Learners reflecting horizontally and vertically
The second regularity that we noticed was that after joining the three points to form a triangle, 43% of the learners then reflected their triangles, mainly in the y-axis and in the x-axis. Consistent with our second research question, we were interested to explain such regularities in learner responses. In a similar study by Hollebrands (2004), where learners were asked to draw an example of a reflection, the researchers noted that before performing the task almost all the learners implicitly used a vertical or horizontal line of reflection (although they may not have actually included the line in their examples).
Similar preferences for the horizontal and vertical reflections were observed in Hoyles and Healy's (1997) study. As to why learners could not call on the algebraic rules to verify their reflections, Hoyles and Healy (1997) also observed that all the learners in their study were resistant to checking their constructions, because their images 'looked like a reflection'. There was nothing to suggest otherwise, hence they saw no reason to check or verify.
These findings are also evident in the learner responses that we analyse in this article, as all the learners seemed to think about reflection as flipping over the horizontal or vertical axes. They also tried to draw the image congruent to their incorrect pre-image, without attending to the required lines of reflection and without using other methods such as the algebraic rules to verify or check the accuracy of their constructions - presumably because their constructions 'looked like reflections'. Such findings were also evident in the works of Burger and Shaughnessy (1986), Perham, Perham and Perham (1976), and Schultz and Austin (1983).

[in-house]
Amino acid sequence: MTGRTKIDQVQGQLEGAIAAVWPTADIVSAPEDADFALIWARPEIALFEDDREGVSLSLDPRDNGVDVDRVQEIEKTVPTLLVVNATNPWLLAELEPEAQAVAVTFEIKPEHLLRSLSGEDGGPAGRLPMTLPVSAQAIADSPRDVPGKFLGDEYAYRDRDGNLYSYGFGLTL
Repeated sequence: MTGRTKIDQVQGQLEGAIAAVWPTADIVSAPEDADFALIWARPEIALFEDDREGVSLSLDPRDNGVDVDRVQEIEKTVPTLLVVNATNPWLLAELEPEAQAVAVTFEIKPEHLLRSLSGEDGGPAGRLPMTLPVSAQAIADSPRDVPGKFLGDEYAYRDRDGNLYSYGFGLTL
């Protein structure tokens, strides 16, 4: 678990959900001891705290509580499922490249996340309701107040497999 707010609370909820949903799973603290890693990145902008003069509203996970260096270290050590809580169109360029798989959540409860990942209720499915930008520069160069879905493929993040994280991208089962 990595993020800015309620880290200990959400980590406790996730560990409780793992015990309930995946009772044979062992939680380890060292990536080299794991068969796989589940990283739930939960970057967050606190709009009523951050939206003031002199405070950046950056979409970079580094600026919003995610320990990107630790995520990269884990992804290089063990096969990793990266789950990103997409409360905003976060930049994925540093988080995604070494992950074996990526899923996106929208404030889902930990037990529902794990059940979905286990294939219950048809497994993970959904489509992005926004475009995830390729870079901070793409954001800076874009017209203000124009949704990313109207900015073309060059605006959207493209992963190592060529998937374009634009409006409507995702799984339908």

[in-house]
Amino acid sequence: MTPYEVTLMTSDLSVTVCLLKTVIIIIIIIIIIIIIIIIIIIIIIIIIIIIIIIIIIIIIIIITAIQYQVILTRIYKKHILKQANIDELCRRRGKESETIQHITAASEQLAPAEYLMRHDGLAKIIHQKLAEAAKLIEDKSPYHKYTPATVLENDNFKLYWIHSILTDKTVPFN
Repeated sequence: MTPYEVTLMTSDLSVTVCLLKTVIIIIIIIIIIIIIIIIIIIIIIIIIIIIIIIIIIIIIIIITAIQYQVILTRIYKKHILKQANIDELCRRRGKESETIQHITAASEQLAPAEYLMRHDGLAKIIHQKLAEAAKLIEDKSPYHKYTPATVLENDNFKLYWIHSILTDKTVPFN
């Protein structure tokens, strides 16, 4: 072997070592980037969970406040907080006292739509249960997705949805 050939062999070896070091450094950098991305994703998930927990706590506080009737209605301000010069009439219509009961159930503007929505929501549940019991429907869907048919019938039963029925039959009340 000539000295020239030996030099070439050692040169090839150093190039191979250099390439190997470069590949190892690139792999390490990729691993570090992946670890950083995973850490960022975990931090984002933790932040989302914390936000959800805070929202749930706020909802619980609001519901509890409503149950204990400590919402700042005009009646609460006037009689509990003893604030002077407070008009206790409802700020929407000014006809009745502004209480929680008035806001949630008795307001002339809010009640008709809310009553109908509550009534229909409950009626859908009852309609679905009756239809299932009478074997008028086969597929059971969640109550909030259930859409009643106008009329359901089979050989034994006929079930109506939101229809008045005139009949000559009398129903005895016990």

Learners avoiding the diagonal line
The third and last regularity that we noticed was that none of the learners tried to reflect in the line y = x. In similar studies Küchemann (1981), Schultz and Austin (1983), Hoyles and Healy (1997) and Hollebrands (2004) also found that learners had most difficulty with reflection over a diagonal line; the students were found often to ignore the angle or slope of the reflection line, and performed a horizontal or vertical reflection instead. From a visual perspective properties of equidistance and perpendicularity are not easy to notice in a slanting line of reflection, such as the lines y = x or y = -x, hence reflections in such slanting lines are likely to be 'impossible' to the learners and hence ignored. This might also explain why learners find reflections in the lines x = 0 and y = 0 relatively easier to work with, because perpendicularity is almost visible at a glance.